Note: I am not licensed to practice law in California. This article is merely for news and commentary purposes.
The 9th Circuit in a 2-1 decision earlier today invalidated California’s extremely restrictive concealed carry regulatory system. This system allows a great deal of leeway to individual counties and areas that issue permits. In this specific case, it was San Diego County’s requirements that require a demonstration of good cause. The desire for self-protection on its own does not count as good cause in San Diego.
The majority spends a great deal of time looking at the historical context of 2nd Amendment judicial laws and commentaries. This was similar to what Judge Posner did for the 7th Circuit decision in Moore, but what the 2nd Circuit (in New York), 3rd Circuit (in New Jersey) and 4th Circuit (in Maryland) failed to do when ruling against an individual’s right to carry a firearm outside his or her home.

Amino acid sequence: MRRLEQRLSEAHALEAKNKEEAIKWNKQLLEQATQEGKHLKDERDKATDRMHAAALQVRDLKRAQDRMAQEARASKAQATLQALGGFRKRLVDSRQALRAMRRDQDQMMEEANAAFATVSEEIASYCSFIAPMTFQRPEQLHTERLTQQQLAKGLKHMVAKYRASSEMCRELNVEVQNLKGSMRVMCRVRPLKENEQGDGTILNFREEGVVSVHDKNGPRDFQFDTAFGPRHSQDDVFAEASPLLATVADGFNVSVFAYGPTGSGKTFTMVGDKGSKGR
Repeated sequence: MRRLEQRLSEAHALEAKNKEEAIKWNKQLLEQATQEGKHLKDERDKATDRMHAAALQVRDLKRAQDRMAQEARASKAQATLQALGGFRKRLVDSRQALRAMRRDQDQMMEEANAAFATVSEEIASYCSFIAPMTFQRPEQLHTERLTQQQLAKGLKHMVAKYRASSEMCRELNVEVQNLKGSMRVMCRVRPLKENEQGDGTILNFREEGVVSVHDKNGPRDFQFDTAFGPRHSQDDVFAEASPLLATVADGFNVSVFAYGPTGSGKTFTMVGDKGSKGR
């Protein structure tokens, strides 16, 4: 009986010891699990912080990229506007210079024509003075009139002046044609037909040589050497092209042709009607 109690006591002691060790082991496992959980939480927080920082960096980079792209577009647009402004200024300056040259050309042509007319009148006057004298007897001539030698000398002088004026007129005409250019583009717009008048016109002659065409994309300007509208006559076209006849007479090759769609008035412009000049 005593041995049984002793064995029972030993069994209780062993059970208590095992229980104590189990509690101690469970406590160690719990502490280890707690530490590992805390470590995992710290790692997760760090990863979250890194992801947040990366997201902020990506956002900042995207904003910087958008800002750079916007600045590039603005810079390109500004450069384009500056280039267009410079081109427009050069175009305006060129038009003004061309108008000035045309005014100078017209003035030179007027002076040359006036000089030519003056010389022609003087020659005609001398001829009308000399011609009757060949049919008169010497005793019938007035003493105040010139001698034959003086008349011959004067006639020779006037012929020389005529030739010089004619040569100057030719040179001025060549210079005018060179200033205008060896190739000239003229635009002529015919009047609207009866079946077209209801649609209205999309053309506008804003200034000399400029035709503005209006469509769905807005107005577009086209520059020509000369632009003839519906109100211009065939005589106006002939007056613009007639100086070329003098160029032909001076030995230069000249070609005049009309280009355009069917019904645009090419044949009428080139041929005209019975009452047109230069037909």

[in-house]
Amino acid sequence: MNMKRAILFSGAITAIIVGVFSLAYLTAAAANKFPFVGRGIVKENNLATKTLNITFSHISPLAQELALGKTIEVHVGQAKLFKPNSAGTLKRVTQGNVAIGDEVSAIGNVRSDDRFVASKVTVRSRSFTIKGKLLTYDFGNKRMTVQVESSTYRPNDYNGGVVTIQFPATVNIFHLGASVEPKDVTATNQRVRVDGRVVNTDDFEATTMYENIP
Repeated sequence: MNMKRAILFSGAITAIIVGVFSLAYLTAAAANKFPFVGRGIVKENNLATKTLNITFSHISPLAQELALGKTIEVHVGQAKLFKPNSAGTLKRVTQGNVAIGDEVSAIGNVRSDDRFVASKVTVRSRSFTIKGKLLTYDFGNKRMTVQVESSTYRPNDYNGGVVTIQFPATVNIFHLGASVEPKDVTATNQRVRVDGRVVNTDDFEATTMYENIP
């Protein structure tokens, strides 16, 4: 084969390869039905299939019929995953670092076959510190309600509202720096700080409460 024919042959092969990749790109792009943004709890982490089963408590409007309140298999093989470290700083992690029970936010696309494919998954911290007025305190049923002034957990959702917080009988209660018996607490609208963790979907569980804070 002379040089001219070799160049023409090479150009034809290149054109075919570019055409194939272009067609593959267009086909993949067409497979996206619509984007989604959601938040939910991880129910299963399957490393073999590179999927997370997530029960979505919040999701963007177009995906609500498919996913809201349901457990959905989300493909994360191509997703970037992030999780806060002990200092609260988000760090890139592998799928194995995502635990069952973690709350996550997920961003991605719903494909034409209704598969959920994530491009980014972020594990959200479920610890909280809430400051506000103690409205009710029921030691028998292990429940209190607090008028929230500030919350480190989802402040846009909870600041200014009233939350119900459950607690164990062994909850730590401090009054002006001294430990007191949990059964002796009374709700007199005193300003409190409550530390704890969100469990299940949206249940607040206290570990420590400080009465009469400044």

The majority also looks at how by virtue of the State banning open carry, and having an extremely restrictive system for concealed carry, that the State violates the 2nd Amendment. They seem to view that a state can have one or the other as long as law-abiding citizens can use it for protection outside the home.
It should be noted that while the case dealt with California law only, the 9th Circuit (as shown in a map from the Court’s website), encompasses (among other states) Hawaii and the US territories of the Northern Mariana Islands and Guam. Hawaii, has an extremely restrictive policy for getting a concealed carry permit. The N.M.I and Guam do not allow any form of concealed carry. If the decision is not overturned, it may offer room for legal challenges in these three areas.
The written decision is not a short one, but I recommend people give it a read.